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Bucking the Cliché of “Culture”—Caring About Health and Safety at ICD

It’s not as if we completely shy away from the word “culture.”  In fact, it can even be found within our company’s Health & Safety Mission Statement along with several other standard phrases(read clichés):  “every accident is preventable,” “highest priority,” “measure, evaluate and improve,” “ownership-driven” (and  perhaps a few more).  We make no apology for the use of such terms that may, for some, seem tired and overused.  ICD proudly stands behind its statement and we celebrate every inch of ground gained in improvements throughout all aspects of our operations.

While the words we chose to communicate our commitment to safety may include some of the expected rhetoric, of much greater importance is what can actually be observed and measured by our actions.  We could post a big, bright banner declaring “SAFETY IS NUMBER ONE!” in prominent view at our plant.  Does that make it so?  Of course not.  Would a visitor to our facilities be persuaded to believe the banner if our record or observations of our behavior proved otherwise?  Not likely.  We don’t have such a banner—but we do uphold the message!  And the reason why is not just because we’re supposed to.

I think most people that concern themselves with workplace safety would agree that every business, large or small, has a “safety culture”—but whether that “culture” is good, bad or otherwise is determined by what is actually demonstrated by everyone in the company.  Simply stating that one has a “safety culture” may have lost the power of reassurance it was once meant to evoke (as described in this great blog by Dave Johnson of ISHN).  What if companies shifted their focus to the development of a different kind of “culture?”

At ICD, we understand that safety cannot be compartmentalized into a program and simply managed by encouraging (or enforcing) compliance with policies and regulations—whether such a program is “ownership-driven” or not.  Protecting and preserving our collective health and safety can only be accomplished (and truly sustained) by digging deeper to develop and nurture this one thing:  care.  We genuinely care about each other’s health and safety—at work, at home, on the road, everywhere!  We have a “caring culture!”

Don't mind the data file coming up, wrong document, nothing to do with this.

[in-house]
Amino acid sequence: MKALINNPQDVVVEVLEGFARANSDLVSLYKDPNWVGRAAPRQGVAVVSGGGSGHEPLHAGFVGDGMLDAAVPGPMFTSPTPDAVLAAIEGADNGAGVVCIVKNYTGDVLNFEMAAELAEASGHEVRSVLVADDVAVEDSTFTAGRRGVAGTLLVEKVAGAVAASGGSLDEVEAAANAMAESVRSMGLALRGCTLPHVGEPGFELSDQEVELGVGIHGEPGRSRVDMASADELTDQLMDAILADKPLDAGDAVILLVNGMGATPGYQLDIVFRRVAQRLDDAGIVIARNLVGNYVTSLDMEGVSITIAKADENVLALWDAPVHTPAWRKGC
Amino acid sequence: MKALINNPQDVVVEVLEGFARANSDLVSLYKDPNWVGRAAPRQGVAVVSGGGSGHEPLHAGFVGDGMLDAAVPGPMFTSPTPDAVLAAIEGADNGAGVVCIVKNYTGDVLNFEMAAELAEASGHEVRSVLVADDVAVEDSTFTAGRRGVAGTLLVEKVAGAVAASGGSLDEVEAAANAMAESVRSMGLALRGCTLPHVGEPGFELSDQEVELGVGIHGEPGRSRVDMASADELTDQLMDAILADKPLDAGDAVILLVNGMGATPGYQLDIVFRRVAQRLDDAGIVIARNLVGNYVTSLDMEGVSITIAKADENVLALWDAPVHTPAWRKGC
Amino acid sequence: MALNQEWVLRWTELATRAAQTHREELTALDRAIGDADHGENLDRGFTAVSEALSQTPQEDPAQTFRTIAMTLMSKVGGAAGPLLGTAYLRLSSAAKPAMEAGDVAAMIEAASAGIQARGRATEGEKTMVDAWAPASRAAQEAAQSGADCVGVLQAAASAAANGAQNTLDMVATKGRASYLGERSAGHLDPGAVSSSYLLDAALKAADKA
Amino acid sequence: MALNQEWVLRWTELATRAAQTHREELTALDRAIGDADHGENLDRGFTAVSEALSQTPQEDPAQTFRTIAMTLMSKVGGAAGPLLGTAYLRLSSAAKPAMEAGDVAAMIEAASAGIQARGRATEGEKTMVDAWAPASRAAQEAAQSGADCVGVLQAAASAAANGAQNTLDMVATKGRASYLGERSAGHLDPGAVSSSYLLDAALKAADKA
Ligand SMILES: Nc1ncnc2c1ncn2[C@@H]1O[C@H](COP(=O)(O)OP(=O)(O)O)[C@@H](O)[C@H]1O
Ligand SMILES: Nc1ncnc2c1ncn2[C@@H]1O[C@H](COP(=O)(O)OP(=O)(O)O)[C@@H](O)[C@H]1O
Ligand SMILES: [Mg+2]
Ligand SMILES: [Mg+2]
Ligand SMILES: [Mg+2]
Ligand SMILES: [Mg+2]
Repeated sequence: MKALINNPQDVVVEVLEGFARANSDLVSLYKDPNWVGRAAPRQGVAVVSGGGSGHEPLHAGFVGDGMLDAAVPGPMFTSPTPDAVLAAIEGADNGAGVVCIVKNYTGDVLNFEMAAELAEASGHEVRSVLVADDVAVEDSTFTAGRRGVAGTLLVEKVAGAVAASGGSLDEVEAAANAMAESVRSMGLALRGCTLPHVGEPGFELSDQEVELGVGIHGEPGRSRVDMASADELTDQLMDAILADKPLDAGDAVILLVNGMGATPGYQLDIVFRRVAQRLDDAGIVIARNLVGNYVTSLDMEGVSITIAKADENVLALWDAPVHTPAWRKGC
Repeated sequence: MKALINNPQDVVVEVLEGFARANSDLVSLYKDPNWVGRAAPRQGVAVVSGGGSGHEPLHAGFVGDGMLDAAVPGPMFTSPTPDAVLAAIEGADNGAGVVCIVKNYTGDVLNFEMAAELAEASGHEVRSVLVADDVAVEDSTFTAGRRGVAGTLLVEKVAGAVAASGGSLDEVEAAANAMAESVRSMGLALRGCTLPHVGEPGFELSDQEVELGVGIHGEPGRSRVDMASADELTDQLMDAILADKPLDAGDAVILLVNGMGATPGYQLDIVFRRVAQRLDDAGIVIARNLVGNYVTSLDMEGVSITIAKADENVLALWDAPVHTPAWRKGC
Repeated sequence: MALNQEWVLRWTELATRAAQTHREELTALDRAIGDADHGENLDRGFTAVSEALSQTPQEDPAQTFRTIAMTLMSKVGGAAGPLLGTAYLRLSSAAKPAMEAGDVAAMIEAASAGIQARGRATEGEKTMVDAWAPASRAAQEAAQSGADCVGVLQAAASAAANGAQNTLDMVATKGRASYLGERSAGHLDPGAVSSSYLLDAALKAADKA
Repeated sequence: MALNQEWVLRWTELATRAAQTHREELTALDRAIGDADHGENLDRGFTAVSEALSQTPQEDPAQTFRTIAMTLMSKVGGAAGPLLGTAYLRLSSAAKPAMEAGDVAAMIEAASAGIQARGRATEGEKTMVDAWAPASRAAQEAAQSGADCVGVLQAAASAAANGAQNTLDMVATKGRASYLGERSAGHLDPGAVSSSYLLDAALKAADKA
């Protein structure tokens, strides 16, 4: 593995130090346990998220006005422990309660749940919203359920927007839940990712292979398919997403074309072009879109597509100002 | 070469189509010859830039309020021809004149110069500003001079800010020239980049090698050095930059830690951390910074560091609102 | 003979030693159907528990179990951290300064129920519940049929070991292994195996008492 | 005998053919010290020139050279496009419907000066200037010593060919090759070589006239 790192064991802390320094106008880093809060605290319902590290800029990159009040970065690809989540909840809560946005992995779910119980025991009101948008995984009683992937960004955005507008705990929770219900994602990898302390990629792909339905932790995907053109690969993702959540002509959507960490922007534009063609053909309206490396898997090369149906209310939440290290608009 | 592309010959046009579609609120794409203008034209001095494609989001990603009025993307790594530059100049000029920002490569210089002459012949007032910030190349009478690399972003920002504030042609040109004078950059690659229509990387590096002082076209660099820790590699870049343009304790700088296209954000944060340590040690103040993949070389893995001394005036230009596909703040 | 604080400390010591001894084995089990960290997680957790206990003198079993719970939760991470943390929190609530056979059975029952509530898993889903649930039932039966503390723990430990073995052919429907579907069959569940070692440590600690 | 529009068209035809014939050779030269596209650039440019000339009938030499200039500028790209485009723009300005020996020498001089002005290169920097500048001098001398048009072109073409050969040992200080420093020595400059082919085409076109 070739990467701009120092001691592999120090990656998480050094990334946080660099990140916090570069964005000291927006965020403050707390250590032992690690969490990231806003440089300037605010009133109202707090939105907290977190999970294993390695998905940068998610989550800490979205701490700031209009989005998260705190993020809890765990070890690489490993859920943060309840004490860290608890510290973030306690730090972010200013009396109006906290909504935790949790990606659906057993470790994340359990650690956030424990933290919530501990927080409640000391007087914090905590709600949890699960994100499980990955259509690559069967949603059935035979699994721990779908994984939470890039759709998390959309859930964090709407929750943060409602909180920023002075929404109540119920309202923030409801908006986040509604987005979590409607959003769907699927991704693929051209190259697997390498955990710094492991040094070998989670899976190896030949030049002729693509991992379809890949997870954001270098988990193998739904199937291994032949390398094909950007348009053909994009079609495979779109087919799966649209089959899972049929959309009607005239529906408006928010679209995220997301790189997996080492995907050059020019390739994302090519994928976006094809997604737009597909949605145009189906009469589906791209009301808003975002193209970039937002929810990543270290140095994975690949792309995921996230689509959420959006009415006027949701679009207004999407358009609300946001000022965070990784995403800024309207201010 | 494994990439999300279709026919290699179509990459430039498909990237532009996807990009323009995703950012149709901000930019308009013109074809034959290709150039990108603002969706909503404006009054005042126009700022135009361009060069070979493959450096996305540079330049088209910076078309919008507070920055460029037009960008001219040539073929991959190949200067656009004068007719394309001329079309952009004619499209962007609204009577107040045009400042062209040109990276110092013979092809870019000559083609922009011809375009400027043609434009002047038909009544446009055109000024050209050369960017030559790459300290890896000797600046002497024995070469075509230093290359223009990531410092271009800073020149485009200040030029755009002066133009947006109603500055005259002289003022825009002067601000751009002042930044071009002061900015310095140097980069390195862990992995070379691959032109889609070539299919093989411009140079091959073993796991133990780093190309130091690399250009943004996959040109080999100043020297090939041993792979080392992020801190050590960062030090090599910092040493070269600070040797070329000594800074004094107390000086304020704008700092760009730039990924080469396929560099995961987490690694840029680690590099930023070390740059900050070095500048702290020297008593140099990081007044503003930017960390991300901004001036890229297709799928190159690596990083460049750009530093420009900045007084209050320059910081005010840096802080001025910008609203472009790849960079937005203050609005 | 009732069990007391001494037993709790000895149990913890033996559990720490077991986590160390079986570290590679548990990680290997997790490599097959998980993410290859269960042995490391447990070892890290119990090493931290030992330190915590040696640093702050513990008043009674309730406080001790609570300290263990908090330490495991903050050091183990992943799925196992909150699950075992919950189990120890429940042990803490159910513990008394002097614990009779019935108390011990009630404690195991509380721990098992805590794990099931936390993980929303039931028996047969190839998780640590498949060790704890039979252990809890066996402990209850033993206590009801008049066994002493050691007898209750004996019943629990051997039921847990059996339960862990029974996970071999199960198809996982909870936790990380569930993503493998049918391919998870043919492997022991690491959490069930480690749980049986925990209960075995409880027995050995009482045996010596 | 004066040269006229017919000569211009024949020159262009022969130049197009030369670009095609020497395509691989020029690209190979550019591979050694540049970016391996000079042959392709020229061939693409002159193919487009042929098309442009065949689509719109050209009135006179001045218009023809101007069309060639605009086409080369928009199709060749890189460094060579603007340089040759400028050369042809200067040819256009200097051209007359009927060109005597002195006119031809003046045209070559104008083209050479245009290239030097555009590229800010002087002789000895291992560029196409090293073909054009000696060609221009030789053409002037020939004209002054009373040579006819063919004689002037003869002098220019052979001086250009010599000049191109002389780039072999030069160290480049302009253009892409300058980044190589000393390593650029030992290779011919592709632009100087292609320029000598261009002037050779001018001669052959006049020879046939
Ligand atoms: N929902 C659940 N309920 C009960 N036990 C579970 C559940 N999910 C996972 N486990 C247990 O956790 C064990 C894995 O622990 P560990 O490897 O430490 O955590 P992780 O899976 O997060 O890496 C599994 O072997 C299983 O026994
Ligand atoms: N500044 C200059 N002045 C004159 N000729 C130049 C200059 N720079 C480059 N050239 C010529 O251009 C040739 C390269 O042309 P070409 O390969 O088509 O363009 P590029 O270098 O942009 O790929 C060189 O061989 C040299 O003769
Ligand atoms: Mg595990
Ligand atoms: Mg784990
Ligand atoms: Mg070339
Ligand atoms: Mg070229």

It may seem overly simplistic (or even obvious) to some, but take a moment and think about it.  Rules, regulations, codes, manuals, guidelines, procedures, audits, evaluations, metrics, data, programs, committees, councils, conferences, corrective actions—none of these can prevent an accident.  Only people who truly care about safety (for themselves and their coworkers) will prevent accidents!

While we must certainly provide our workforce with thorough health and safety education and training (notwithstanding all of the associated rules, policies and procedures), our greatest efforts must be invested in motivating each other to care.  An individual or group who knows the right thing to do might choose to do it.  An individual or group who genuinely cares about the right thing to do will choose to do it—the difference between the two is enormously significant!  Would I suggest that a caring workforce will never suffer an accident?  I’d like to believe it is possible, but no.  We are all human and subject to mistakes.  However, I absolutely guarantee that a caring workforce will suffer less!

Question:  In what ways can fostering a “caring culture” improve safety conditions at your business?

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“When Color Matters” – ICD’s Commitment to Color Matching

You say, “to-mā’to”—I say, “to-mä’to.”  What’s the difference?  We’re talking about the same thing, right?  Of course.  While the pronunciation may vary, a tomato is a tomato is a tomato.  But what color is the tomato?  Now, that presents us with an entirely different kind of challenge.

When we are dealing with color communication, it is not enough to simply say, “The tomato is red.”  But it IS red, isn’t it?  Very generally speaking, yes.  Now, take a look at the tomato images below.  Which tomato is red?  Would you suggest that both tomatoes are red?  If so, that would not be a wrong answer—both may be described as “red.”  But are they the same color?  Certainly not.

Tomatoes

Without diving into the particulars of color science (we’ll save that for another post), it is important to establish the fact that what we commonly refer to as a “color” can be quite subjective from the observer’s perspective (our eyes).  Add variables such as the type and angle of light, surface shape and texture, gloss and many others, and the ability to define and reproduce a color becomes rather complex.              

At ICD, color is our business—it’s at the very heart of what we do.  When Color Matters is our slogan!  After a customer submits a color sample, our color match technicians will blend our product colorants to produce the closest visual match possible.  Once a visual color match is achieved, the color formula is recorded, master samples of the color are stored and product samples are shipped to the customer for evaluation.